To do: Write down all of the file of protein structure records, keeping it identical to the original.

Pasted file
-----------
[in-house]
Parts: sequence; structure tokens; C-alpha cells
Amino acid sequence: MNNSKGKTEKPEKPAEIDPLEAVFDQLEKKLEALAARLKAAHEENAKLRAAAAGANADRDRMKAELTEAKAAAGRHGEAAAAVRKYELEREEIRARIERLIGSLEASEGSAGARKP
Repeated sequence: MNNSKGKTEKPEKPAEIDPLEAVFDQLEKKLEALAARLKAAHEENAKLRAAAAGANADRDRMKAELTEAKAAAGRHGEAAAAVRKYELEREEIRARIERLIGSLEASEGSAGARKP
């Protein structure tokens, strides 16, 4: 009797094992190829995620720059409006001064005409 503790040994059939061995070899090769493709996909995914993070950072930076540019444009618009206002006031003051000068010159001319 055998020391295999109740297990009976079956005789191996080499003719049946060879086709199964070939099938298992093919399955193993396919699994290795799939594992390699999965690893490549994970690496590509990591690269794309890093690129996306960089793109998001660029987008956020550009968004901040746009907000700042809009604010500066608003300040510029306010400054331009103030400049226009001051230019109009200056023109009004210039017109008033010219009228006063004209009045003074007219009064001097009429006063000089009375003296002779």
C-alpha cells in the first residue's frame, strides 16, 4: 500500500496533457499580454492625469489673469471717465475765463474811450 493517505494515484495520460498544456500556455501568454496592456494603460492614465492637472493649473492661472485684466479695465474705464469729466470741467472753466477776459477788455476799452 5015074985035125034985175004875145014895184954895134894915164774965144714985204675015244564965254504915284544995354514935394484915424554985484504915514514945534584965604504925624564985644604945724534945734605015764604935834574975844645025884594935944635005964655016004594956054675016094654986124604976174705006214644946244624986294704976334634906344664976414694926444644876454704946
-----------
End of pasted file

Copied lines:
[in-house]
Parts: sequence; structure tokens; C-alpha cells
Amino acid sequence: MNNSKGKTEKPEKPAEIDPLEAVFDQLEKKLEALAARLKAAHEENAKLRAAAAGANADRDRMKAELTEAKAAAGRHGEAAAAVRKYELEREEIRARIERLIGSLEASEGSAGARKP
Repeated sequence: MNNSKGKTEKPEKPAEIDPLEAVFDQLEKKLEALAARLKAAHEENAKLRAAAAGANADRDRMKAELTEAKAAAGRHGEAAAAVRKYELEREEIRARIERLIGSLEASEGSAGARKP
């Protein structure tokens, strides 16, 4: 009797094992190829995620720059409006001064005409 503790040994059939061995070899090769493709996909995914993070950072930076540019444009618009206002006031003051000068010159001319 055998020391295999109740297990009976079956005789191996080499003719049946060879086709199964070939099938298992093919399955193993396919699994290795799939594992390699999965690893490549994970690496590509990591690269794309890093690129996306960089793109998001660029987008956020550009968004901040746009907000700042809009604010500066608003300040510029306010400054331009103030400049226009001051230019109009200056023109009004210039017109008033010219009228006063004209009045003074007219009064001097009429006063000089009375003296002779």
C-alpha cells in the first residue's frame, strides 16, 4: 500500500496533457499580454492625469489673469471717465475765463474811450 493517505494515484495520460498544456500556455501568454496592456494603460492614465492637472493649473492661472485684466479695465474705464469729466470741467472753466477776459477788455476799452 5015074985035125034985175004875145014895184954895134894915164774965144714985204675015244564965254504915284544995354514935394484915424554985484504915514514945534584965604504925624564985644604945724534945734605015764604935834574975844645025884594935944635005964655016004594956054675016094654986124604976174705006214644946244624986294704976334634906344664976414694926444644876454704946